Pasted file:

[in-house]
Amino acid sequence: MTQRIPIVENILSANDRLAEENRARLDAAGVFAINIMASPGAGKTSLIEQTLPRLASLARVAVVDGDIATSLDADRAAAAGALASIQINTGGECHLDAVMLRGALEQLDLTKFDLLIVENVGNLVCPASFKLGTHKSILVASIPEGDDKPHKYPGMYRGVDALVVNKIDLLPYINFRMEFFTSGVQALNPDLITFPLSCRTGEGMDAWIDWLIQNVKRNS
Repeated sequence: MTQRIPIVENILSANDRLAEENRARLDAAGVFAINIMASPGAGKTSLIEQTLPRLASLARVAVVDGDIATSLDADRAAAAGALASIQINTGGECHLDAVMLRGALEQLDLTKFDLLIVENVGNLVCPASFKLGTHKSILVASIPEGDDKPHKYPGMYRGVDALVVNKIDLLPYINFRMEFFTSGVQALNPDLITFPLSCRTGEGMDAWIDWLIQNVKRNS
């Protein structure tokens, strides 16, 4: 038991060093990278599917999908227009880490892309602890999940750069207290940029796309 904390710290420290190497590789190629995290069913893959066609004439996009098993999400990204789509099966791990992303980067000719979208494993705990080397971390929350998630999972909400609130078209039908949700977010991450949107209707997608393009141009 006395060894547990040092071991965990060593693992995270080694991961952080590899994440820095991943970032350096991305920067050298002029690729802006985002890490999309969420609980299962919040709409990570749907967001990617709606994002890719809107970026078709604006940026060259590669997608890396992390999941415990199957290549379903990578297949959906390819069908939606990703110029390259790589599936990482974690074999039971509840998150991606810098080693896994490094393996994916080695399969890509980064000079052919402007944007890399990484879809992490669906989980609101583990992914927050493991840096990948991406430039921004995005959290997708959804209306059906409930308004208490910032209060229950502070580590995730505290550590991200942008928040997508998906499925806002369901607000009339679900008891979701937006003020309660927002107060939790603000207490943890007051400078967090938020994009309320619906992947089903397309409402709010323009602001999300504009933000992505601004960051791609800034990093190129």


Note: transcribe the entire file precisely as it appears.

[in-house]
Amino acid sequence: MTQRIPIVENILSANDRLAEENRARLDAAGVFAINIMASPGAGKTSLIEQTLPRLASLARVAVVDGDIATSLDADRAAAAGALASIQINTGGECHLDAVMLRGALEQLDLTKFDLLIVENVGNLVCPASFKLGTHKSILVASIPEGDDKPHKYPGMYRGVDALVVNKIDLLPYINFRMEFFTSGVQALNPDLITFPLSCRTGEGMDAWIDWLIQNVKRNS
Repeated sequence: MTQRIPIVENILSANDRLAEENRARLDAAGVFAINIMASPGAGKTSLIEQTLPRLASLARVAVVDGDIATSLDADRAAAAGALASIQINTGGECHLDAVMLRGALEQLDLTKFDLLIVENVGNLVCPASFKLGTHKSILVASIPEGDDKPHKYPGMYRGVDALVVNKIDLLPYINFRMEFFTSGVQALNPDLITFPLSCRTGEGMDAWIDWLIQNVKRNS
């Protein structure tokens, strides 16, 4: 038991060093990278599917999908227009880490892309602890999940750069207290940029796309 904390710290420290190497590789190629995290069913893959066609004439996009098993999400990204789509099966791990992303980067000719979208494993705990080397971390929350998630999972909400609130078209039908949700977010991450949107209707997608393009141009 006395060894547990040092071991965990060593693992995270080694991961952080590899994440820095991943970032350096991305920067050298002029690729802006985002890490999309969420609980299962919040709409990570749907967001990617709606994002890719809107970026078709604006940026060259590669997608890396992390999941415990199957290549379903990578297949959906390819069908939606990703110029390259790589599936990482974690074999039971509840998150991606810098080693896994490094393996994916080695399969890509980064000079052919402007944007890399990484879809992490669906989980609101583990992914927050493991840096990948991406430039921004995005959290997708959804209306059906409930308004208490910032209060229950502070580590995730505290550590991200942008928040997508998906499925806002369901607000009339679900008891979701937006003020309660927002107060939790603000207490943890007051400078967090938020994009309320619906992947089903397309409402709010323009602001999300504009933000992505601004960051791609800034990093190129």